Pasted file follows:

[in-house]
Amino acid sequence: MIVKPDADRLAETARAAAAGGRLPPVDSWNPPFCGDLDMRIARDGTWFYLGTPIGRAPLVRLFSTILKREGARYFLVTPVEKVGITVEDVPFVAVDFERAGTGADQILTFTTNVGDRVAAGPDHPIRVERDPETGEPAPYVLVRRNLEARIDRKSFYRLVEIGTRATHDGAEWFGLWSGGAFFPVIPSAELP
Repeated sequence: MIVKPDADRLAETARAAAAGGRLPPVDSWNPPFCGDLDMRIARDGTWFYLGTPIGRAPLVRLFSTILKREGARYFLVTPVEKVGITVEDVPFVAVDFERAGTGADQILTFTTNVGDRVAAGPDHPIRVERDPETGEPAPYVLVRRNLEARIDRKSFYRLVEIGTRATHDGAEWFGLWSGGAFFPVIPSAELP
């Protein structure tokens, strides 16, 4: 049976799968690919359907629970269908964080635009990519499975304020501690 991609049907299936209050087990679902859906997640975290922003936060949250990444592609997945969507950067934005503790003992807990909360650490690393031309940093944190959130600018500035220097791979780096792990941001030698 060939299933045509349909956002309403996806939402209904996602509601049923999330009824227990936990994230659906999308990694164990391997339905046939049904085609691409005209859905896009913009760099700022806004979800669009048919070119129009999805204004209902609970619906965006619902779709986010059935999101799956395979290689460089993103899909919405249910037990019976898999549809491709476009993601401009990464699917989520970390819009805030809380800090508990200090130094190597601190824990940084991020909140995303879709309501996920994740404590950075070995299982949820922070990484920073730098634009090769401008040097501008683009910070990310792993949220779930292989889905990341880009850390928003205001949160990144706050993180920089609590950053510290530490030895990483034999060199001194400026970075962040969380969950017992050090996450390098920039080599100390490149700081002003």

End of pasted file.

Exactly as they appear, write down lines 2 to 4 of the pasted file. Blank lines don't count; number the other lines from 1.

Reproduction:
Amino acid sequence: MIVKPDADRLAETARAAAAGGRLPPVDSWNPPFCGDLDMRIARDGTWFYLGTPIGRAPLVRLFSTILKREGARYFLVTPVEKVGITVEDVPFVAVDFERAGTGADQILTFTTNVGDRVAAGPDHPIRVERDPETGEPAPYVLVRRNLEARIDRKSFYRLVEIGTRATHDGAEWFGLWSGGAFFPVIPSAELP
Repeated sequence: MIVKPDADRLAETARAAAAGGRLPPVDSWNPPFCGDLDMRIARDGTWFYLGTPIGRAPLVRLFSTILKREGARYFLVTPVEKVGITVEDVPFVAVDFERAGTGADQILTFTTNVGDRVAAGPDHPIRVERDPETGEPAPYVLVRRNLEARIDRKSFYRLVEIGTRATHDGAEWFGLWSGGAFFPVIPSAELP
């Protein structure tokens, strides 16, 4: 049976799968690919359907629970269908964080635009990519499975304020501690 991609049907299936209050087990679902859906997640975290922003936060949250990444592609997945969507950067934005503790003992807990909360650490690393031309940093944190959130600018500035220097791979780096792990941001030698 060939299933045509349909956002309403996806939402209904996602509601049923999330009824227990936990994230659906999308990694164990391997339905046939049904085609691409005209859905896009913009760099700022806004979800669009048919070119129009999805204004209902609970619906965006619902779709986010059935999101799956395979290689460089993103899909919405249910037990019976898999549809491709476009993601401009990464699917989520970390819009805030809380800090508990200090130094190597601190824990940084991020909140995303879709309501996920994740404590950075070995299982949820922070990484920073730098634009090769401008040097501008683009910070990310792993949220779930292989889905990341880009850390928003205001949160990144706050993180920089609590950053510290530490030895990483034999060199001194400026970075962040969380969950017992050090996450390098920039080599100390490149700081002003």